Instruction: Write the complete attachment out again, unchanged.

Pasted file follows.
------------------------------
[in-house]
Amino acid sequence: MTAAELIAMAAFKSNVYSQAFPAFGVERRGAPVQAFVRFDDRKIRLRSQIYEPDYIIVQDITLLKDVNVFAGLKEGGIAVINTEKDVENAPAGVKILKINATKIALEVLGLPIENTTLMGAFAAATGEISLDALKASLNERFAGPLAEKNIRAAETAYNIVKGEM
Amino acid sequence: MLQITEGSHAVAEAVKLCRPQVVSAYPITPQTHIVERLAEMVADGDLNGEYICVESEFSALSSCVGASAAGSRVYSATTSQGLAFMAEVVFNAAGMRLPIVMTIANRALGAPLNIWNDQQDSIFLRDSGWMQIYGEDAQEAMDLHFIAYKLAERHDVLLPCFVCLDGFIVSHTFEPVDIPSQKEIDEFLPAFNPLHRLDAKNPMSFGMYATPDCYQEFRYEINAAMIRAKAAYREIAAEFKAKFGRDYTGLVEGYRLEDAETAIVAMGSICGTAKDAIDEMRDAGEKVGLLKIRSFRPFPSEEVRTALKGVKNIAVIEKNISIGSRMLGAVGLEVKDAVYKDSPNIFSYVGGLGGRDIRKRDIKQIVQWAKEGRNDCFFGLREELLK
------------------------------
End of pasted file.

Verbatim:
[in-house]
Amino acid sequence: MTAAELIAMAAFKSNVYSQAFPAFGVERRGAPVQAFVRFDDRKIRLRSQIYEPDYIIVQDITLLKDVNVFAGLKEGGIAVINTEKDVENAPAGVKILKINATKIALEVLGLPIENTTLMGAFAAATGEISLDALKASLNERFAGPLAEKNIRAAETAYNIVKGEM
Amino acid sequence: MLQITEGSHAVAEAVKLCRPQVVSAYPITPQTHIVERLAEMVADGDLNGEYICVESEFSALSSCVGASAAGSRVYSATTSQGLAFMAEVVFNAAGMRLPIVMTIANRALGAPLNIWNDQQDSIFLRDSGWMQIYGEDAQEAMDLHFIAYKLAERHDVLLPCFVCLDGFIVSHTFEPVDIPSQKEIDEFLPAFNPLHRLDAKNPMSFGMYATPDCYQEFRYEINAAMIRAKAAYREIAAEFKAKFGRDYTGLVEGYRLEDAETAIVAMGSICGTAKDAIDEMRDAGEKVGLLKIRSFRPFPSEEVRTALKGVKNIAVIEKNISIGSRMLGAVGLEVKDAVYKDSPNIFSYVGGLGGRDIRKRDIKQIVQWAKEGRNDCFFGLREELLK